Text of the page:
The announcement of the settlement came a day after the Manhattan schoolgirl was identified in the US media as a target of the Recording Industry Association of America’s first wave of lawsuits aimed at cracking down on internet piracy.
In a statement, the RIAA said it had reached a settlement with the schoolgirl’s mother, Sylvia Torres. In an apparent attempt not to turn Ms LaHara into a cause célèbre, the statement included an apology from her for downloading music from the peer-to-peer service Kazaa. “I am sorry for what I have done,” she said. “I love music and don’t want to hurt the artists I love.”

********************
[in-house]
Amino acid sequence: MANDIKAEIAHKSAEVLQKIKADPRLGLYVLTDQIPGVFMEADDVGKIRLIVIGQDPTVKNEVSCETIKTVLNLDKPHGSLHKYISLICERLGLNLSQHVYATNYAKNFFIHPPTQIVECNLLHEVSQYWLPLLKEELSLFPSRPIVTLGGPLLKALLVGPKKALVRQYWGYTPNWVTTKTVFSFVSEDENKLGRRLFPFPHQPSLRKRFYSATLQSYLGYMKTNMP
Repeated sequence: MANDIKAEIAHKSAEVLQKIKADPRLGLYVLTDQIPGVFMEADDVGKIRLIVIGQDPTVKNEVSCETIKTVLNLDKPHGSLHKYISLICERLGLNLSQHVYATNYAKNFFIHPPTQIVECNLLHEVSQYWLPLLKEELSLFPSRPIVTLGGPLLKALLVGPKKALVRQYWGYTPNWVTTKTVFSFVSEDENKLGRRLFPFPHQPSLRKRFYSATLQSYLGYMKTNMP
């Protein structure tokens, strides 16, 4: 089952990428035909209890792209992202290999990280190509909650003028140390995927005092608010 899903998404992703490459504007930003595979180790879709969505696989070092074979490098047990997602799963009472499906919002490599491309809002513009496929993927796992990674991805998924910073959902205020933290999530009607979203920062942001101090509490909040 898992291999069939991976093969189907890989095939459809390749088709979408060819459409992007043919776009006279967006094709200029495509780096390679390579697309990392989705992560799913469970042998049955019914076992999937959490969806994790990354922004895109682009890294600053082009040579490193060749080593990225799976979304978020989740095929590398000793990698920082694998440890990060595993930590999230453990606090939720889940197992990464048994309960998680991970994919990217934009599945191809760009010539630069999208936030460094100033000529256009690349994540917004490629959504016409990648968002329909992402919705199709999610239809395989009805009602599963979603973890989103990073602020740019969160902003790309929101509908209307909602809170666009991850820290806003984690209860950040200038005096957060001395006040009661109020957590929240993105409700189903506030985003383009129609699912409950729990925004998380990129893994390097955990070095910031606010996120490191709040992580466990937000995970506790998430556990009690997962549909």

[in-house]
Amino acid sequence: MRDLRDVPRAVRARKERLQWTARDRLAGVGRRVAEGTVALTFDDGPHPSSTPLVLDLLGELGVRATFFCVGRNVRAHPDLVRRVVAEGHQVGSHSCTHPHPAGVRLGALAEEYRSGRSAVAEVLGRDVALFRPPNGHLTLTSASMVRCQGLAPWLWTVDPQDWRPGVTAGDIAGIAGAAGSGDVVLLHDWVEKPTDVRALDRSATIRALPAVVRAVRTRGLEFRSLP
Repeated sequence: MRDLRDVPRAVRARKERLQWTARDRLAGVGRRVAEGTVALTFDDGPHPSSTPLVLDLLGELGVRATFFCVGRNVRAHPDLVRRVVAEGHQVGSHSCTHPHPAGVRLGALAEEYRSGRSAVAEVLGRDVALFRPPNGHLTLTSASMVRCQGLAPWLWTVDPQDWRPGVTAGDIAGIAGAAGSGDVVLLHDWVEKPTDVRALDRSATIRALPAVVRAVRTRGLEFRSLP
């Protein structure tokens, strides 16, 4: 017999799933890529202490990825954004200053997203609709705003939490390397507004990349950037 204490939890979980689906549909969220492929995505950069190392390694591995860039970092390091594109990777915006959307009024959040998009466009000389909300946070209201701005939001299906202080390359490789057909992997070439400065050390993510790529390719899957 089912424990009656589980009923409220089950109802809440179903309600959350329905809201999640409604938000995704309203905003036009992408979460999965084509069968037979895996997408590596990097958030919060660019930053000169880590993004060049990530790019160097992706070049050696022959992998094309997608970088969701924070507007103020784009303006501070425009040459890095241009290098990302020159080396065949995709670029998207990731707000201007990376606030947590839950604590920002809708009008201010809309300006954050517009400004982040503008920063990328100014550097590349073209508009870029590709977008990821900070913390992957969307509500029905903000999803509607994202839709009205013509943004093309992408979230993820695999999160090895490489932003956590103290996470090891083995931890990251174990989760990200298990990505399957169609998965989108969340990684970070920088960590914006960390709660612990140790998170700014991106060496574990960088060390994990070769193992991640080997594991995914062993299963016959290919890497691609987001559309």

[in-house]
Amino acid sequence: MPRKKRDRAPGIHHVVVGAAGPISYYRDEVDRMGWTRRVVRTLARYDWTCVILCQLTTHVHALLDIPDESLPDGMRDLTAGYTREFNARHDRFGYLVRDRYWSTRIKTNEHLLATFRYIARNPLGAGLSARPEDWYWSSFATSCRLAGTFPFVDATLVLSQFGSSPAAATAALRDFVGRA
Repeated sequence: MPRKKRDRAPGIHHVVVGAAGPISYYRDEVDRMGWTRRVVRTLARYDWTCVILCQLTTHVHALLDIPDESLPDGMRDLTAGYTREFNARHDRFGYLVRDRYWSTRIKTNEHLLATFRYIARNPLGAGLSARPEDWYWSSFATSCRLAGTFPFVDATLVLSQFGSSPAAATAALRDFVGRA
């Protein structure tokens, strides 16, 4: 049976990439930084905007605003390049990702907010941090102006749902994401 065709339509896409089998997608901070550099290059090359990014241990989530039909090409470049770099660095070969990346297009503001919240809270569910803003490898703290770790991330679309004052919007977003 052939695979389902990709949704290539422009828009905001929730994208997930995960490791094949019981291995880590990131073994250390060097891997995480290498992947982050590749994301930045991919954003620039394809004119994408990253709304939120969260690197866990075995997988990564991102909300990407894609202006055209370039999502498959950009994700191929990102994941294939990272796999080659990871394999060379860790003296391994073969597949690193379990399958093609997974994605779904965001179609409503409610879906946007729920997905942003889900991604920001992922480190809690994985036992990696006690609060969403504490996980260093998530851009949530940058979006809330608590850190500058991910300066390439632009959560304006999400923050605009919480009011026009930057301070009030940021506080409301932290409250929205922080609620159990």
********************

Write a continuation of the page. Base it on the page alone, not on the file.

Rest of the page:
Mitch Bainwol, chairman and chief executive of the RIAA, said: “We’re trying to send a strong message that you are not anonymous when you participate in peer-to-peer file sharing and that the illegal distribution of copyrighted music has consequences. As this case illustrates, parents need to be aware of what their children are doing on their computers.”
The defendant school girl had more than 1,000 copyrighted songs stored on her computer hard drive. By using the desktop file-sharing programme, the songs were available for other users to copy for free.